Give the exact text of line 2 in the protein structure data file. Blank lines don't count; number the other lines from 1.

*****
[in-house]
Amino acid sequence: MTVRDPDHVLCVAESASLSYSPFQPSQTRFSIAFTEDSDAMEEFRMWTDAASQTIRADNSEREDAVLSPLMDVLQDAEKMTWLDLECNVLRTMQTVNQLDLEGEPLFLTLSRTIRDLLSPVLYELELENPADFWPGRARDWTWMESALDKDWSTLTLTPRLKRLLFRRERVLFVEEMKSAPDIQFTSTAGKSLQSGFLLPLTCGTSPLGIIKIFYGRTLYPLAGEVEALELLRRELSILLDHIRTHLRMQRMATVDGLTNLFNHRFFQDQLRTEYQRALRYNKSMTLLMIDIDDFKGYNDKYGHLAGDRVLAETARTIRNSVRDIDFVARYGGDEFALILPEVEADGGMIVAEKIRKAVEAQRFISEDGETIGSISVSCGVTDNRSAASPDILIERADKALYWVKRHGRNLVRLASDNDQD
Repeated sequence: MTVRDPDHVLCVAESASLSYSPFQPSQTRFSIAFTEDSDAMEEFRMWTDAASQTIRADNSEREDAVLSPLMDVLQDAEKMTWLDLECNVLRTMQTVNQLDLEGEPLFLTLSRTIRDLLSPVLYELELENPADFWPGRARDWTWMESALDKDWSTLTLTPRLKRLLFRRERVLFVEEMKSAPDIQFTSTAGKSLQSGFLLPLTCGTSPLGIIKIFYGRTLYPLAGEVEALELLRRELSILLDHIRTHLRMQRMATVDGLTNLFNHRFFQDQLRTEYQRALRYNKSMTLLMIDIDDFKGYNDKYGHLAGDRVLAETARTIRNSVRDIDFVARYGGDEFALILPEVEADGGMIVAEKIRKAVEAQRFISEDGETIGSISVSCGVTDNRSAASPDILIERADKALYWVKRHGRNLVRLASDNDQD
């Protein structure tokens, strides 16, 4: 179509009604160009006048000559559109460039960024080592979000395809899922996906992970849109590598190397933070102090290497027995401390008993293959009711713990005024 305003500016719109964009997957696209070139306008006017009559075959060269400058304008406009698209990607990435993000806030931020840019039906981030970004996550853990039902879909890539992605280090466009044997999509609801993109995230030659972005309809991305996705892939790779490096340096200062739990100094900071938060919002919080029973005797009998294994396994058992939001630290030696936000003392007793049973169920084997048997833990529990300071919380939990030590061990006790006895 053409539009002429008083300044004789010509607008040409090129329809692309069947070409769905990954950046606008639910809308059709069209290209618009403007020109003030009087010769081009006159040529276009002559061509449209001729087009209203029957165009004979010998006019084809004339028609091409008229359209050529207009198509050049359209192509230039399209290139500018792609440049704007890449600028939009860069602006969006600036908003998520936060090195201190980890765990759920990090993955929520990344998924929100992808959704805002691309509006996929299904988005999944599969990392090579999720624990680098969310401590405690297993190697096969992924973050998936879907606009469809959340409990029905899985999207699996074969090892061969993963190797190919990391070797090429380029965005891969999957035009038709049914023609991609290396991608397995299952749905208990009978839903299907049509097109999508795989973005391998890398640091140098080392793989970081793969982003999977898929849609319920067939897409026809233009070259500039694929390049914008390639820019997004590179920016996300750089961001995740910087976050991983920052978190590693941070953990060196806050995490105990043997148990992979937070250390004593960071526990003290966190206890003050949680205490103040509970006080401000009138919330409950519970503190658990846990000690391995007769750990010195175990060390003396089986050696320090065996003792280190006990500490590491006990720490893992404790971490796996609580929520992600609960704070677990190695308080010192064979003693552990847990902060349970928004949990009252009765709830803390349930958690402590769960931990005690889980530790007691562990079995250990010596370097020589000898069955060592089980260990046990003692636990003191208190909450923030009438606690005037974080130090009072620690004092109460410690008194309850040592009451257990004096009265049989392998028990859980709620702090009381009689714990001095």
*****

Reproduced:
Amino acid sequence: MTVRDPDHVLCVAESASLSYSPFQPSQTRFSIAFTEDSDAMEEFRMWTDAASQTIRADNSEREDAVLSPLMDVLQDAEKMTWLDLECNVLRTMQTVNQLDLEGEPLFLTLSRTIRDLLSPVLYELELENPADFWPGRARDWTWMESALDKDWSTLTLTPRLKRLLFRRERVLFVEEMKSAPDIQFTSTAGKSLQSGFLLPLTCGTSPLGIIKIFYGRTLYPLAGEVEALELLRRELSILLDHIRTHLRMQRMATVDGLTNLFNHRFFQDQLRTEYQRALRYNKSMTLLMIDIDDFKGYNDKYGHLAGDRVLAETARTIRNSVRDIDFVARYGGDEFALILPEVEADGGMIVAEKIRKAVEAQRFISEDGETIGSISVSCGVTDNRSAASPDILIERADKALYWVKRHGRNLVRLASDNDQD